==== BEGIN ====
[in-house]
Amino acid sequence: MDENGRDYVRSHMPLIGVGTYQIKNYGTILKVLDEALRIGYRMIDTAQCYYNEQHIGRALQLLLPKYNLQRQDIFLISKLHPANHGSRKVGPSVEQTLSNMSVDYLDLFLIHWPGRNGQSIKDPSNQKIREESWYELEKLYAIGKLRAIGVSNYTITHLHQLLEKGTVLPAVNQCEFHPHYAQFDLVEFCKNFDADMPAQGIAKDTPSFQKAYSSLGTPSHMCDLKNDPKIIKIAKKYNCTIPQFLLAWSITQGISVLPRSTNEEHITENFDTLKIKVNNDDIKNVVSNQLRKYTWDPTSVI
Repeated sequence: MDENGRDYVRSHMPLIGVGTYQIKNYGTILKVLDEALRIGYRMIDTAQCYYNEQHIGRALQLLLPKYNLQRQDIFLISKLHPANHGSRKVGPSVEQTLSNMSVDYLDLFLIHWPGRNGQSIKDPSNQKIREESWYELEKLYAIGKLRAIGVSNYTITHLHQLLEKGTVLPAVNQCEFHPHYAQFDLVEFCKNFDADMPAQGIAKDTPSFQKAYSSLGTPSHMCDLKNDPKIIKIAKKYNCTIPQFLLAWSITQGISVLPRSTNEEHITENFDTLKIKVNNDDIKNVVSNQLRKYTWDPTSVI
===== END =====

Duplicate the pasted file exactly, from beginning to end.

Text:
[in-house]
Amino acid sequence: MDENGRDYVRSHMPLIGVGTYQIKNYGTILKVLDEALRIGYRMIDTAQCYYNEQHIGRALQLLLPKYNLQRQDIFLISKLHPANHGSRKVGPSVEQTLSNMSVDYLDLFLIHWPGRNGQSIKDPSNQKIREESWYELEKLYAIGKLRAIGVSNYTITHLHQLLEKGTVLPAVNQCEFHPHYAQFDLVEFCKNFDADMPAQGIAKDTPSFQKAYSSLGTPSHMCDLKNDPKIIKIAKKYNCTIPQFLLAWSITQGISVLPRSTNEEHITENFDTLKIKVNNDDIKNVVSNQLRKYTWDPTSVI
Repeated sequence: MDENGRDYVRSHMPLIGVGTYQIKNYGTILKVLDEALRIGYRMIDTAQCYYNEQHIGRALQLLLPKYNLQRQDIFLISKLHPANHGSRKVGPSVEQTLSNMSVDYLDLFLIHWPGRNGQSIKDPSNQKIREESWYELEKLYAIGKLRAIGVSNYTITHLHQLLEKGTVLPAVNQCEFHPHYAQFDLVEFCKNFDADMPAQGIAKDTPSFQKAYSSLGTPSHMCDLKNDPKIIKIAKKYNCTIPQFLLAWSITQGISVLPRSTNEEHITENFDTLKIKVNNDDIKNVVSNQLRKYTWDPTSVI